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    Living Art

    A creative couple find inspiration for their art and family life in a rural Truro farmhouse.

    Polly, 7, and Courtlandt Watson, 3, take a watermelon break with mom and dad, artists Tom Watson and Francie Randolph.
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    ON A BALMY SUMMER DAY, YOU WON'T FIND 7-YEAR-OLD Polly Watson slouching in front of a computer or snacking on the couch with her 3-year-old brother, Courtlandt, eyes glazed by the Cartoon Network. They are too busy exploring the many nooks and crannies of their rolling 3-acre Truro yard, where they investigate their own slice of the Cape Cod ecosystem.

    "Polly has always loved birds and all creatures," says her mother, artist Francie Randolph.

    "I don't like slugs . . . or spiders," disagrees Polly, sitting in the grass near the family's robust vegetable garden, "but I do like ladybugs, butterflies, crickets, and fireflies."

    And she loves her three pet sheep, Little Guy, Pear, and Bully Boy. They bleat, and she runs to scoop some grain from a bin into their feed bucket. The animals fight to bury their wooly heads in the food.

    A year before Polly was born, Randolph and her husband, Tom Watson, also an artist, left their life in Cambridge with hopes of raising a family in a rural environment. "As young adults, we loved the energy of being in the city," says Randolph, "but we wanted our kids to grow up in the country."

    It was the kind of experience Watson, who spent much of his childhood in Truro and in Putney, Vermont, and Randolph, who is from Manchester-by-the-Sea, had as children. "We grew up in houses with the door open, riding bikes, exploring the woods and beach, catching frogs and crabs," says Randolph.

    In Truro, they found a 200-year-old farmhouse that had everything they wanted, and then some. Besides a comfortable old country home full of history and personality, they got a large canvas of land on which to paint their future. There would quickly be a new barn for creating and exhibiting artwork, and the yard would become a playground and fantasy farm with animals and crops alongside swings and hammocks.

    As her parents watch, Polly plays nearby, hiding in the lilac hedges, making a pot of muddy soup, swinging on a rope that dangles from a tree, and driving a real tractor.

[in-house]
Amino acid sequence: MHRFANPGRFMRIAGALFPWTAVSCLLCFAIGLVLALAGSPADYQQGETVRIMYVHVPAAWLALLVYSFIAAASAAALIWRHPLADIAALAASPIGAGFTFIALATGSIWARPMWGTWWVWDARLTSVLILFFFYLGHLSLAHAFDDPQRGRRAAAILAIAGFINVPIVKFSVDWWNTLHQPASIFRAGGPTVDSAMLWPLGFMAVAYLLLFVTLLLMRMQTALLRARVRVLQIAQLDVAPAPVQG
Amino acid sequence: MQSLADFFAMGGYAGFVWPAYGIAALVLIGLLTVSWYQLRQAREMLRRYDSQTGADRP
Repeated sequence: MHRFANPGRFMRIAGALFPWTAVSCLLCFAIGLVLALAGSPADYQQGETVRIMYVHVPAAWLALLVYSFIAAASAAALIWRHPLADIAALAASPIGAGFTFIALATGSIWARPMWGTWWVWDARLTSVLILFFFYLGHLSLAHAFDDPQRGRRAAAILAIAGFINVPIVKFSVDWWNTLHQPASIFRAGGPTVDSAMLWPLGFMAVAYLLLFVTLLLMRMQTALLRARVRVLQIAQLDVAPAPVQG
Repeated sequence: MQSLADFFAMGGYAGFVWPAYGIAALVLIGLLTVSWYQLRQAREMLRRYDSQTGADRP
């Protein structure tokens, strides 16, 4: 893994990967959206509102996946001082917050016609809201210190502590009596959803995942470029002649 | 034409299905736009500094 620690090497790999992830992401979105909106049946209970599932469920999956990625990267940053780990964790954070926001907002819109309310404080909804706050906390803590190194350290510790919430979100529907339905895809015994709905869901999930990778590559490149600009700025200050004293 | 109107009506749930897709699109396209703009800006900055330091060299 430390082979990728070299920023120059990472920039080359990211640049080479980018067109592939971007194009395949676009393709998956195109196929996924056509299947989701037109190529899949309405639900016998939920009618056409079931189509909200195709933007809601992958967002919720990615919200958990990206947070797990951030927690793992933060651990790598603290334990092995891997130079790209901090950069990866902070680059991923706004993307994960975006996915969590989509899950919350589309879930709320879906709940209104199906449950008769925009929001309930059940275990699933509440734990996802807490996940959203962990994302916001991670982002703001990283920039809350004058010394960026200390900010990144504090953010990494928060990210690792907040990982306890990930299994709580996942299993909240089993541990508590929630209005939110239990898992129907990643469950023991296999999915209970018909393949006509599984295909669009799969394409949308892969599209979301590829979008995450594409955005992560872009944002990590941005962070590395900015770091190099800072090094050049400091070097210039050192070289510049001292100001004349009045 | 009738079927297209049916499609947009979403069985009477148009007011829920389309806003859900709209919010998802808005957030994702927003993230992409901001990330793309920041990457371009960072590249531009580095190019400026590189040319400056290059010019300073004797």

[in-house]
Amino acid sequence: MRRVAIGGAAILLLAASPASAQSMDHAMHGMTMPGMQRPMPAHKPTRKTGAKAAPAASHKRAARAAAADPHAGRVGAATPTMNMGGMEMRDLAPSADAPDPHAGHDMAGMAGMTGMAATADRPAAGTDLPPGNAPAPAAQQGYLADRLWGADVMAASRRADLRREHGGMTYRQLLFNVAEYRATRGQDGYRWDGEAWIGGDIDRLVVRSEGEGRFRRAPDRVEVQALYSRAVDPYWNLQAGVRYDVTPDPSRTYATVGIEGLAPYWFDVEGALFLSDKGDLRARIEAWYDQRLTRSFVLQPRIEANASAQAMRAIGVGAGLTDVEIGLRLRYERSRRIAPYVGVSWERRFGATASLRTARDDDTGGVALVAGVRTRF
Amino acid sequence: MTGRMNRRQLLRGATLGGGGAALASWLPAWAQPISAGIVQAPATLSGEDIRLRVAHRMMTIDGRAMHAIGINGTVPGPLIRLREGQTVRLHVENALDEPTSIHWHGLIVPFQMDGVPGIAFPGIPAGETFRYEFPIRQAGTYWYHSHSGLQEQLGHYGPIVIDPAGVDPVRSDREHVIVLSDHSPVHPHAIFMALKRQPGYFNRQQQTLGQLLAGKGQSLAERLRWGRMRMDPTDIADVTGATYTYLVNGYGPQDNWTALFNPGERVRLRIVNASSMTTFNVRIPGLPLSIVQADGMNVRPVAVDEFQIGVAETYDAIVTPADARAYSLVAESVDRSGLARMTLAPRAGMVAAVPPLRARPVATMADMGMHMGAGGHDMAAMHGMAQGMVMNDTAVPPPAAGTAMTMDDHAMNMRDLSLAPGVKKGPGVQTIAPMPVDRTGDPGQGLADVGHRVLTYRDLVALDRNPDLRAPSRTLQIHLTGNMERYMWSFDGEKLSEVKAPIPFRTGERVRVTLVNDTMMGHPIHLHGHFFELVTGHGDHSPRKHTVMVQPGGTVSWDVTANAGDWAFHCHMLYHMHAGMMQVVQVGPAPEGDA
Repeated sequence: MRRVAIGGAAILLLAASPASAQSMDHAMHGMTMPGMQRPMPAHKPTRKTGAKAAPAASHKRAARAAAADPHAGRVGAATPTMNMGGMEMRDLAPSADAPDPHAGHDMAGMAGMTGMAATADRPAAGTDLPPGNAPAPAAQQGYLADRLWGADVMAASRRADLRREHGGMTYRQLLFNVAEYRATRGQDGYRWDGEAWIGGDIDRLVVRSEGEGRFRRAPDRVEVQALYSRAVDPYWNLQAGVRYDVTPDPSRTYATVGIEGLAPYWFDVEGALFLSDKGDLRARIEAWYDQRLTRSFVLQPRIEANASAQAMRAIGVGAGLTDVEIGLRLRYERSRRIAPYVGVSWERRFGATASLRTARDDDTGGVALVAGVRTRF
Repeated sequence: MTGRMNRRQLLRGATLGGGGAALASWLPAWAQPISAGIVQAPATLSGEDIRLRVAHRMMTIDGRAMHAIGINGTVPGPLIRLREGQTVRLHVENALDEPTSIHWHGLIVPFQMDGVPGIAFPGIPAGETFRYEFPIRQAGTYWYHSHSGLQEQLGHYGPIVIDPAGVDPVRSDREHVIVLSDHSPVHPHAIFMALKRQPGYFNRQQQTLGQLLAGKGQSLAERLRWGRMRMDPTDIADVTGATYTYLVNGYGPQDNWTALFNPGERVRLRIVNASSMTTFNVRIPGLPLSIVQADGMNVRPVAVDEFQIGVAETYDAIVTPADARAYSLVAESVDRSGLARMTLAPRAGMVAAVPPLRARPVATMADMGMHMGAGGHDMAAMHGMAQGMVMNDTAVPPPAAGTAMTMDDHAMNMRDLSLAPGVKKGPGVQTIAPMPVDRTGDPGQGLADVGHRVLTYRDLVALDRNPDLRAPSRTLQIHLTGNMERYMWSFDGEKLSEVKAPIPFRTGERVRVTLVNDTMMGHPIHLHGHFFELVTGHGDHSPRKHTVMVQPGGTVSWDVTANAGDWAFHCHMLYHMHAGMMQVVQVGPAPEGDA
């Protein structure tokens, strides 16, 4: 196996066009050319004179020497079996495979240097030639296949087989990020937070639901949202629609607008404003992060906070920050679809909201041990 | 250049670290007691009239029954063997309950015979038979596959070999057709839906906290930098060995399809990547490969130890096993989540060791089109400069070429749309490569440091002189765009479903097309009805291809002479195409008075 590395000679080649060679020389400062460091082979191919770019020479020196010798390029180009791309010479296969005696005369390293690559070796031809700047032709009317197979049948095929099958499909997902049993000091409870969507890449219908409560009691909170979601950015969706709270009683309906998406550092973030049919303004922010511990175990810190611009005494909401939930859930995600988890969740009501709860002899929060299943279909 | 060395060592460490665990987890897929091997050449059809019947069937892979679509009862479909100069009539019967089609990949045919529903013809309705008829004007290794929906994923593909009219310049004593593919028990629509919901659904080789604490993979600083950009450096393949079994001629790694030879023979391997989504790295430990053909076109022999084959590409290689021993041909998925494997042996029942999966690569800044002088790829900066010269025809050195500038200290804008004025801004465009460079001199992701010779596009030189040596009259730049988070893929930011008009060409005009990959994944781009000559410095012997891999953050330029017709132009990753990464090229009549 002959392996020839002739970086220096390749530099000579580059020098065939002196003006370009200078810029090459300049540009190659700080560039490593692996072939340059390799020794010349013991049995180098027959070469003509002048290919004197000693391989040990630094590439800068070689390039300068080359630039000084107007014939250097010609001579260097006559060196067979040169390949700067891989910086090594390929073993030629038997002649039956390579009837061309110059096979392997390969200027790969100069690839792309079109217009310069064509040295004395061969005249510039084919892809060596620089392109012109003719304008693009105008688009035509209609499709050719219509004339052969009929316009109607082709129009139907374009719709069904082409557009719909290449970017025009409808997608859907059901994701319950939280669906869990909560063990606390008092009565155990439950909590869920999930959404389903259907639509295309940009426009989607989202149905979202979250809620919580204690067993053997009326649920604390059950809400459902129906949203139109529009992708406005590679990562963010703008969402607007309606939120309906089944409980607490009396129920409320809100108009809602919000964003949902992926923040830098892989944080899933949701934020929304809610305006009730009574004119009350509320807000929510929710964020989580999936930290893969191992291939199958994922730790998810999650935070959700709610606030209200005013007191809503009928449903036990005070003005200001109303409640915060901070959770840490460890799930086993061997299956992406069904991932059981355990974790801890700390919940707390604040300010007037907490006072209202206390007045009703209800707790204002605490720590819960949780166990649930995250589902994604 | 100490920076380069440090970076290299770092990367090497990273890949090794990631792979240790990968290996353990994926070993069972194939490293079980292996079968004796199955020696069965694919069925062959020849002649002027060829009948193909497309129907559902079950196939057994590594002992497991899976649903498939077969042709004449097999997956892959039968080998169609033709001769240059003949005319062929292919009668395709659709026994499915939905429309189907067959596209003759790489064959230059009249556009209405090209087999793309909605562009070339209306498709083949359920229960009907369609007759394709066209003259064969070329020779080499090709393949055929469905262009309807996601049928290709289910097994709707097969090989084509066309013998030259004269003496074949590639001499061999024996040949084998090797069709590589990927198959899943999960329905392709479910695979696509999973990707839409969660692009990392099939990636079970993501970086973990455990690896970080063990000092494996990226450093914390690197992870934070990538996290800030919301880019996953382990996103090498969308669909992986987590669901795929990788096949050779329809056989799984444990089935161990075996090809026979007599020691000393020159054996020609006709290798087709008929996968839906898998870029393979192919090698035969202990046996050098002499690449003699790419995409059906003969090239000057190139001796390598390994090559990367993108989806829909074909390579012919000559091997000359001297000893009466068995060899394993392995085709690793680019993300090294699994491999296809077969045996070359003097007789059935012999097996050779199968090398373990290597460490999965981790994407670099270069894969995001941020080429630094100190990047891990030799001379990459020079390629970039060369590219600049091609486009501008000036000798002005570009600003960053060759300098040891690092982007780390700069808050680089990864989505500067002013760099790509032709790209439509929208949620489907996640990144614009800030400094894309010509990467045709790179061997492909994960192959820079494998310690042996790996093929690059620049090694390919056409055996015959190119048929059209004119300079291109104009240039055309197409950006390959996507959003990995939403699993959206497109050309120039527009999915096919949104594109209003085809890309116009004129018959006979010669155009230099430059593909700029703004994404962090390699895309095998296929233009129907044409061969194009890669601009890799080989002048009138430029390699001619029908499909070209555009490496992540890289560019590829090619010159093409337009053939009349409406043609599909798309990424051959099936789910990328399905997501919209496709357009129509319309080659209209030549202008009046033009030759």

Watson makes regular trips to local beaches to surf-cast for striped bass. When he is successful, there is fish grilled over apple wood for lunch. He serves it with zucchini from the garden and a tart made with home-grown raspberries. When there is a bounty of stripers, he smokes a batch in the locker-size smoking shed he built himself.

    "We have a lifestyle that lets us be home with the kids," says Randolph. "Here, we can take things more slowly."

    The sea inspires Watson's art. He loves to paint ethereal dreams of Moby Dick and other great creatures from the deep. His large canvases capture a feeling of classic style, combined with abstract power. His oceans have deep-water hues and tones that create a sense of liquid movement and depth. He and Randolph also draw on the landscape of the Outer Cape. For her art, Randolph uses bold abstract techniques to amplify lovely compositions of natural elements.

    "We feel that our art is an extension of how we live and spend time with our family," says Watson, "I think that's part of the reason people enjoy these paintings. They respond to something that's in them because of how we live. The paintings are the culmination of our life in this environment."

    Eric Roth is a freelance photographer and writer in Topsfield. E-mail him at

    SERVES 6

    All the berries for the tart come from the backyard of Tom Watson and wife Francie Randolph. They also make their own low-sugar red currant glaze, but store-bought will work. For this tart, the couple use a flan ring, which is a plain 1-inch-high ring that is set on a baking sheet. A French tart pan or shallow American pie pan will also do.